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On Friday, March 27th, the Coronavirus Aid, Relief, and Economic Security (CARES) Act was signed into law.
The economic relief package contains provisions related to retirement planning and charitable contributions. Additionally, the Treasury Department and IRS have announced extended deadlines for making tax payments and retirement contributions, affording flexibility to taxpayers in a time of uncertainty. Following are some key financial planning concepts related to the CARES Act, the extended tax deadlines, and some thoughts on legacy planning given the current economic environment.
The CARES Act suspends Required Minimum Distributions (RMDs) for IRAs and qualified plans for 2020. If you are over the age of 70 ½, or if you are the beneficiary of an inherited IRA who receives RMDs, you have become accustomed to taking your RMD each year by December 31st. For 2020, you have the option of taking your payment or not. Two advantages of skipping your RMD are:
If you have already begun receiving monthly payments toward your 2020 RMD, speak to your advisor and tax professional. You may be able to pause payments or return the amount you have received. The option of returning payments already made is not available for beneficiaries of inherited IRAs.
*The IRS released Notice 2020-51 on June 23, 2020, which contains further guidance to the RMD waiver provision in the CARES Act. Now, all RMD payments may be returned, including RMDs taken in January 2020, the total sum of a series of monthly payments taken in 2020, and RMDs taken from inherited IRA balances. Individuals have until August 31st to return payments. Contact your Financial Advisor to learn more.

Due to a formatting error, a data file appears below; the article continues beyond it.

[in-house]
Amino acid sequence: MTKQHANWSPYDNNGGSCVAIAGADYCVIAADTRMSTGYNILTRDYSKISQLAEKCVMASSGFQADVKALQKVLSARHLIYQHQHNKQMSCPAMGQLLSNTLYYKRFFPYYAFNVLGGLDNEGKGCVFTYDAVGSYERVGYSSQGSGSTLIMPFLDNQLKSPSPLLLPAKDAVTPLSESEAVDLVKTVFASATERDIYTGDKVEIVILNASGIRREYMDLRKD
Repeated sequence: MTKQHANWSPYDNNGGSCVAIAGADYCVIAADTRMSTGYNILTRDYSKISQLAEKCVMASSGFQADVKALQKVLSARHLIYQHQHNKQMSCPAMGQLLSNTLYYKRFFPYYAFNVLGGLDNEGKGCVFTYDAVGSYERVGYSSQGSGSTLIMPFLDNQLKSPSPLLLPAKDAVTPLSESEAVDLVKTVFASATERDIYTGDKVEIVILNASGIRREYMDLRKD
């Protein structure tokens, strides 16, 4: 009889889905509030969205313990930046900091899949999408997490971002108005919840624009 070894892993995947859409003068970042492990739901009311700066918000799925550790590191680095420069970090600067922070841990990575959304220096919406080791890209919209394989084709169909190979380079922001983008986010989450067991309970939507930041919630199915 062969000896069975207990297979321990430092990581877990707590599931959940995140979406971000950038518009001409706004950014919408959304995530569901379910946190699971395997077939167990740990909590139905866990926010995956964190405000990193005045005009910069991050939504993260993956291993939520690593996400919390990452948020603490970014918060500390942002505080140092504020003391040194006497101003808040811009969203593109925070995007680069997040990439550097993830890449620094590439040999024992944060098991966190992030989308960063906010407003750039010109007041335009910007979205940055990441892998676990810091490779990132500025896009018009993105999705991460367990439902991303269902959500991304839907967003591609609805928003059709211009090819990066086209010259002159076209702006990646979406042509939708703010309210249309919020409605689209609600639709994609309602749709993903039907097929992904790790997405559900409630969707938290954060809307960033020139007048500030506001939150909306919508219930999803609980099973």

For those who are charitably inclined, the CARES Act temporarily increases the AGI limit for cash charitable contributions to 100% of AGI. The limit for cash contributions was previously changed to 60% under the Tax Cuts & Jobs Act (2017 tax bill). The CARES provision makes it possible to eliminate one’s tax liability for 2020 entirely. Contributions must be made in cash and cannot be made to a Donor Advised Fund or “supporting organization” (IRC 509(a)(3)). Contributions in excess of 100% of AGI may be carried forward for up to 5 years.
The IRS and Treasury Department have extended the April 15th filing deadline to July 15th. This allows extra time to make 2019 contributions to a Traditional IRA or Roth IRA. The 2019 contribution limit is $6,000 + a $1,000 catch-up amount for those age 50 and older.
With the market drawdown, converting now means less tax due. Additionally, income tax brackets are relatively flat from a historical perspective, meaning individuals in higher brackets are likely to pay less now than they may in the future. Assets grow tax-free and withdrawals are tax-free in retirement. For those younger than 59 ½, contributions can be withdrawn tax-free. For those in RMD status, because RMDs are waived for 2020, no RMD will be required before converting, as is typically the case. Roth IRAs are a great legacy planning asset as well, as Roth balances pass tax-free to heirs, who may allow those assets to grow tax-free up to 10 years (under the SECURE Act) before making withdrawals.
Some final thoughts in the vein of legacy planning. The market drawdown and looming recession represent a window of opportunity to make lifetime gifts at relatively depressed asset values. This can be done via annual exclusion gifts, outright using lifetime exemption, or using leveraged techniques such as rolling 2-year Grantor Retained Annuity Trusts (“GRATs”), a Charitable Remainder Trust, or a sale to a Grantor Trust. Your financial advisor can discuss which of these wealth transfer techniques may make sense for you and your family.
This post was originally published on April 1, 2020 and updated June 23, 2020.